Home furnishings retailer I.O. Metro plans to open more stores
Clint Engel -- Furniture Today, November 8, 2012
I.O. Metro’s new catalog, available in print and online, has a cover shot featuring the retailer’s Lalit 15-drawer chest in iron and vintage mango planks for $899.95.
LOWELL, Ark. — I.O. Metro plans to open 10 or more stores over the next three years, starting with a new store coming to the Dallas market in February.
The 18-store retailer noted the plans in announcing the launch of its first product catalog, a 40-page glossy issue it began mailing to consumers last month.
The 9,000-square-foot Dallas store will be on McKinney Avenue in the Knox-Henderson area, just behind an Apple Store, said I.O. Metro founder and CEO Jay Howard. Other tenants in the area include Restoration Hardware, Crate & Barrel, Z Gallerie, Design Within Reach, Mitchell Gold + Bob Williams, Mecox and Weir's.
Howard wouldn't disclose details on other future store locations, but said the company is placing heavy emphasis on Florida and Texas, while secondary target states include North Carolina, South Carolina, Tennessee, Colorado, Louisiana and Illinois.
He declined to disclose sales or sales projections for the planned new stores or the company.
I.O. Metro's plans, while aggressive, are not quite as bold as they were after last year's acquisition by private equity firm Consumer Growth Partners and other investors. Back then, the Lowell, Ark.-based retailer had 21 stores in Midwest and Southern states and was planning to open six to eight stores a year beginning at the end of 2011.
"With the addition of experienced capital behind us, we concluded as a group that the better strategy was to let some of our stores mature to properly evaluate which markets/stores were most successful for our concept," Howard said in an email. He said the company concluded that "marquee locations" with excellent and similar lifestyle-oriented tenants are now its target.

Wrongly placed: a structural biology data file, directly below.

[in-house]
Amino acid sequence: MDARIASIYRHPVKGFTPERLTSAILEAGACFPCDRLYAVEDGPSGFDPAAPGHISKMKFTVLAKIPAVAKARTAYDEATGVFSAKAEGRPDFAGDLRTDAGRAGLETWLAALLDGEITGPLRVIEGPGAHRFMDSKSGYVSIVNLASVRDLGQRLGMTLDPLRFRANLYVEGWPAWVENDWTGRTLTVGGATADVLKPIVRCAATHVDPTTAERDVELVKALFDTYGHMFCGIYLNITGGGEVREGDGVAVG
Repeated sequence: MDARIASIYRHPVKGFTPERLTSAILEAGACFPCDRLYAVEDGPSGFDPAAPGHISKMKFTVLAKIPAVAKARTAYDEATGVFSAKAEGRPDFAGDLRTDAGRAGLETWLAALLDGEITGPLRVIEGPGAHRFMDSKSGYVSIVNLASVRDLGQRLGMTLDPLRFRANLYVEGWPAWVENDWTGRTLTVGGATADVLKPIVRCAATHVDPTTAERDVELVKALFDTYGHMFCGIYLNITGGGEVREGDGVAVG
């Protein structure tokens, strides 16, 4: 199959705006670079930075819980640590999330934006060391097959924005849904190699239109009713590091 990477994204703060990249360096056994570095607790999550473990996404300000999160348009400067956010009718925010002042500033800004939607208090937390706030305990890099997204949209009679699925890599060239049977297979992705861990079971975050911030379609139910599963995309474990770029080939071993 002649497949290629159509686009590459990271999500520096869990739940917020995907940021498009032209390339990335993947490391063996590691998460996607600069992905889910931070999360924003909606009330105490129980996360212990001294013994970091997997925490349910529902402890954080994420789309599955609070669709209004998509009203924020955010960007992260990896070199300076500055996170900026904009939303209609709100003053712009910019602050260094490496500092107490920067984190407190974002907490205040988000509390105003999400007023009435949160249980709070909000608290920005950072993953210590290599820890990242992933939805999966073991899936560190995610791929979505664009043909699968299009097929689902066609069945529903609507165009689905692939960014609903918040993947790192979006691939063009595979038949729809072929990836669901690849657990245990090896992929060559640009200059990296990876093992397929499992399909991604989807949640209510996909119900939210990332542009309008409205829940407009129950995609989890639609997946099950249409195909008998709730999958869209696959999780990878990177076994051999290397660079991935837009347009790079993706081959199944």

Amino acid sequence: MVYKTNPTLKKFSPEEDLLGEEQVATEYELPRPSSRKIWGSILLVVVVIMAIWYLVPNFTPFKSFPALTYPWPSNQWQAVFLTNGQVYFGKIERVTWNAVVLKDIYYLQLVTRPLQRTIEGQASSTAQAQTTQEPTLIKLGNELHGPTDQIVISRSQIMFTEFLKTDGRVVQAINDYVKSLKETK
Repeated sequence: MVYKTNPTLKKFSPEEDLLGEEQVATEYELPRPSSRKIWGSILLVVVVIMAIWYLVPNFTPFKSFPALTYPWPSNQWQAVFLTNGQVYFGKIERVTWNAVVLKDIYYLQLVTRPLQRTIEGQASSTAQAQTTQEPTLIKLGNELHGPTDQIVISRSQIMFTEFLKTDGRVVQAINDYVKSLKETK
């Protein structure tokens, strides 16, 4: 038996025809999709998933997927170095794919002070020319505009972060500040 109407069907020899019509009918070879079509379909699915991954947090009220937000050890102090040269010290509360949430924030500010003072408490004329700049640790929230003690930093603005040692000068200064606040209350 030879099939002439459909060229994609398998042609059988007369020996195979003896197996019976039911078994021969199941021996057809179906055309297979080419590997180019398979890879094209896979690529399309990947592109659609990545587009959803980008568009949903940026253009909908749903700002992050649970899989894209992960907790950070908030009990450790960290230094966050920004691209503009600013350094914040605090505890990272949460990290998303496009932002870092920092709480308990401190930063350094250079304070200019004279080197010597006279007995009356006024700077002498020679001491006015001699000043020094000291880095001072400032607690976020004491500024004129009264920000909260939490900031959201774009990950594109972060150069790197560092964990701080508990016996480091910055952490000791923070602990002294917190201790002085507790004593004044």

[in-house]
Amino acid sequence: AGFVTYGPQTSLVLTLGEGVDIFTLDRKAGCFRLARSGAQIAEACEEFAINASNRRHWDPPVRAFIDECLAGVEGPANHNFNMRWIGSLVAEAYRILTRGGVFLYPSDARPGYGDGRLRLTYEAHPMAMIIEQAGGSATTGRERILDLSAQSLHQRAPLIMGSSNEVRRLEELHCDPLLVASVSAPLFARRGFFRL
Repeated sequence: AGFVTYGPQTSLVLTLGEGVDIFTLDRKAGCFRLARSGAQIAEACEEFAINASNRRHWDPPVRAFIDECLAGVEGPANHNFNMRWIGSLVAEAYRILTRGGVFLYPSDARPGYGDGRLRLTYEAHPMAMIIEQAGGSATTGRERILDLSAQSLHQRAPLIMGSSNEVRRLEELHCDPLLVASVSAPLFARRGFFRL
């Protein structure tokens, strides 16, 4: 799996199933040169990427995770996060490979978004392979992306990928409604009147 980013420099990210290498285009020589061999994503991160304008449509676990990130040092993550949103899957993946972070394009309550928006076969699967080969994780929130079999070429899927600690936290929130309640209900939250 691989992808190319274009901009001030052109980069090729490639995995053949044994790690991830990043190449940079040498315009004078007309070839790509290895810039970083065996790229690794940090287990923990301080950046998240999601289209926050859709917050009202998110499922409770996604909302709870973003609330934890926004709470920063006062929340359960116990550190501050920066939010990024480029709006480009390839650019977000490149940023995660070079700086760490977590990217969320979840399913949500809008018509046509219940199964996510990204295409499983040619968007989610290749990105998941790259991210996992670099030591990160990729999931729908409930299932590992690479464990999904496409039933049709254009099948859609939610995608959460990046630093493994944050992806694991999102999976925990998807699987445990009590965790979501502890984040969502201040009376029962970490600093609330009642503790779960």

What's more, the right real estate deals were "more difficult to capture" than first anticipated, he said.
"As a result we have shifted from a store numbers-driven growth plan to an opportunistic approach," Howard said. The company has it sights set on more than 20 markets, but will wait for the right locations, he said.
Meanwhile, it has closed two stores, where it didn't see strong long-term growth potential - in Tuscaloosa, Ala., and Bentonville, Ark., (where it operate an outlet store). The upcoming Dallas store is in essence a relocation of I.O. Metro's Galleria location there, which has closed.
Howard said the company expects to add two stores in 2013, including the Dallas location, four in 2014 and six the following year. It also may close as many as five existing stores over the next three years where leases are expiring, replacing them with "high traffic, marquee locations," he said.
He added that the timing of the openings could shift with real estate availability.
"In essence, we are graduating from an entrepreneurial growth strategy, during which we were defining our offering, model, etc., into a second-phase growth company with a clearly defined path based on results," he said.
The retailer said the newly launched product catalog (a digital version is online at http://www.iometro.com/catalogs/fall2012) along with I.O. Metro's ecommerce presence, which began about a year ago, are steps along that same strategic growth path.
I.O. Metro said it was opening itself up to a new audience online, so it was important the website and catalog capture as much of its in-store experience and essence as possible.
"We spent many months planning and determining how best to showcase our products in the catalog so that customers can really see how our furniture fits into their daily lives," Howard said.
I.O. Metro also has restructured its logistics, with deliveries now going from the warehouse to the customer, vs. the previous warehouse-to-store-to customer model. The change "allows for speedier deliveries and fewer chances for damages to occur," the company said.
The retailer said it now delivers nationwide and has started a corporate customer service department (previously handled by each store) that allows for speedier resolution of issues and better communication.
"In staying true to our roots, I.O. Metro continues to believe that good design should be accessible to all," Howard said. "In a way, this catalog is merely an extension of that service."
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